Facebook’s Libra – An Enabler of Money Laundering?

Regulators need to get up to speed with Facebook’s stablecoin technology so they can assess how it mitigates money laundering risks and where its weaknesses lie, says ComplyAdvantage CEO Charles Delingpole.

Facebook’s Libra cryptocurrency will be approached with “an open mind, but not an open door.” – These words from Mark Carney, Governor of the Bank of England, in response to what could become the world’s most disruptive and far-reaching innovation for financial services.

Libra is Facebook‘s cryptocurrency, and Calibra its digital wallet. According to the social networking giant, the aim of the digital currency is to eliminate the massive fees charged by credit card companies and digital payment systems, and to empower the financially excluded. The technology will allow users to pay for goods and services via Facebook apps, Messenger and WhatsApp, regardless of where the users are based in the world.

Some world leaders have praised it. The US President, Donald Trump, has even declared it ‘a good thing.’

But how good is it really? Will Libra manage to reach the estimated 1.7 billion people who don’t have access to affordable payments and help to promote financial inclusion? This is, after all, the main purpose of the initiative – to eradicate the unbanked problem and democratise financial services.

While it might sound appealing, Facebook’s attempt to launch a global stablecoin has attracted specific regulatory concerns.

Navigating regulatory hurdles

Governments around the world are gearing up to assess what the terms of engagement for Libra will be before it launches and is adopted by potentially billions of users.  The last thing regulators want is to be caught off guard after the cryptocurrency goes mainstream, becomes dangerous, or raises antisocial problems.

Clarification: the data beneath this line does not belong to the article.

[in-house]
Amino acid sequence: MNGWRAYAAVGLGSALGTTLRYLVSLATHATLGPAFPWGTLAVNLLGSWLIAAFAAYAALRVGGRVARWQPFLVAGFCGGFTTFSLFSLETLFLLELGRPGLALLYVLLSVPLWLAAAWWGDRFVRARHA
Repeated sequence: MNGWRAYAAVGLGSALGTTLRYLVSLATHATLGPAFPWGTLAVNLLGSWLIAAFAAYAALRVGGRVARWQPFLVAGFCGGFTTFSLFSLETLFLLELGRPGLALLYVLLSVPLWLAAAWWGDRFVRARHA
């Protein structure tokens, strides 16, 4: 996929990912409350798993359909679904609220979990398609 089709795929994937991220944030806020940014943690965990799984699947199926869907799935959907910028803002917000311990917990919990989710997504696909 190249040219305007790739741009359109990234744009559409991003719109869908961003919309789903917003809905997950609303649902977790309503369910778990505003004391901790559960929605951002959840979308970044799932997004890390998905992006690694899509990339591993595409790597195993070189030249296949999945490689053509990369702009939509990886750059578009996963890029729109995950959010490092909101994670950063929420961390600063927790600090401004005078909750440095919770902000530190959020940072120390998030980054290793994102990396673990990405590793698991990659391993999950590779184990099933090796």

The currency and its governing body are set up to try and offer the flexibility needed to adapt to the competing regulatory demands of different jurisdictions around the world. The goal is to enable regional players to work directly with local users.

Facebook wants to see Libra adopted by 2020, but that will be a difficult thing to achieve. The complex, regulatory landscape of different regions must be carefully navigated to get authority and approval – and Facebook hasn’t yet nailed down a comprehensive regulatory strategy to achieve this.

Even in jurisdictions that have implemented crypto-assets into legislation, there are still gaps to fill before this form of payment can be rolled out and adopted into the mainstream.

Calibra will also be shut out from markets where cryptocurrencies are banned. The world’s most populated nation – India, for example, won’t be embracing it anytime soon. According to local reports, a draft law is in the works that will potentially impose a 10-year prison sentence on persons who mine, generate, hold, sell, transfer, dispose, issue or deal in cryptocurrencies.

India is Facebook’s largest market with over 300 million users – and a country with a vast number of unbanked. Thanks to the crypto ban Libra will find it difficult to penetrate this nation.